Self-employed homebuilder Jeff Martin of Roanoke said he has suffered from the real estate market collapse that took hold in 2008 and worsened under Obama, but that is now showing improvement. An independent, he said he will stick with Obama over Romney.
"I never made any money that I didn't earn," Martin said. "This other guy (Romney), he never earned any of the money he made."
Best friends Megan McKnight, 33, of Roanoke, and Amy Minucie, 26, of Salem, wore their support for reproductive rights for all to see. Spelled out in red-and-blue letters on white t-shirts they spent most of the previous night making was the message, "My uterus and I are voting Obama."
At Clinton's side in Roanoke was his longtime friend and adviser Terry McAuliffe, an unsuccessful Democratic candidate for governor in 2009 who is considering another run next year.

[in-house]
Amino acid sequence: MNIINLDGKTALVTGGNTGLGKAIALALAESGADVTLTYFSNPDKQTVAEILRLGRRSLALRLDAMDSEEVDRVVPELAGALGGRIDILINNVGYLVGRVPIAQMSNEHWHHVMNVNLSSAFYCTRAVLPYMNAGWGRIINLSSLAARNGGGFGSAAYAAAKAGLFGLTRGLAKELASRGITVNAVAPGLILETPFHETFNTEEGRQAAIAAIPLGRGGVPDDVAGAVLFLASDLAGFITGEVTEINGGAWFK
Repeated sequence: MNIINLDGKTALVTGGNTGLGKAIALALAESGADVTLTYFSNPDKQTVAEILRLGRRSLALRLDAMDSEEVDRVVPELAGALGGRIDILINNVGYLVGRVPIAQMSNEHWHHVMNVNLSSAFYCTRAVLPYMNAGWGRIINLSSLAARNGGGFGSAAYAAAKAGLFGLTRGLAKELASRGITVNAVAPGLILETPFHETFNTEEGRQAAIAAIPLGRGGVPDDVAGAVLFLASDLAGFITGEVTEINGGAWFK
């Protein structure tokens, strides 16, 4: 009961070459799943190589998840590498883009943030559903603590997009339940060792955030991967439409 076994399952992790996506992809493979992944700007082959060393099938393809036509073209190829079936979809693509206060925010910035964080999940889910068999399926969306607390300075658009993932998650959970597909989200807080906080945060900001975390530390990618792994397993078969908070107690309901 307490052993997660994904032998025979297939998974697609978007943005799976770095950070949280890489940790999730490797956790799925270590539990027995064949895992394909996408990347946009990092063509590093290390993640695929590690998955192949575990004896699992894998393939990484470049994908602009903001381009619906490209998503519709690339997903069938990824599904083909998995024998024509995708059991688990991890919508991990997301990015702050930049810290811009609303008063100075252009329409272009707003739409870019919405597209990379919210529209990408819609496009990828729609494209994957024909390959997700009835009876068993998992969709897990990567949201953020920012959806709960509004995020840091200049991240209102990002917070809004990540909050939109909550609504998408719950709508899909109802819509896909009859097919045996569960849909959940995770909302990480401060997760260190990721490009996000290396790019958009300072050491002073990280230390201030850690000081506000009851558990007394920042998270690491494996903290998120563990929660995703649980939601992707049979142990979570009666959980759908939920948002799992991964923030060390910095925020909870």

Polls show Romney and Obama locked in a toss-up race for the 13 electoral votes that Virginia last awarded to Obama in 2008. The state is one of a handful of undecideds that will determine which candidate wins Tuesday's election.
Until 2008, Republicans had won 10 consecutive presidential races in Virginia. Democrats generally conceded the state along with the rest of the South to the GOP, and it was an afterthought in presidential politics. Now, not a day passes without a major presence by the Obama or Romney campaigns.
Campaigning will continue on Sunday when Romney is scheduled to hold a rally in Newport News. Vice President Joe Biden and his wife, Jill Biden, return to Virginia on Monday for stops in Sterling and Richmond, with rock singer John Mellencamp.
Brock Vergakis in Chesapeake, Va., contributed to this report.
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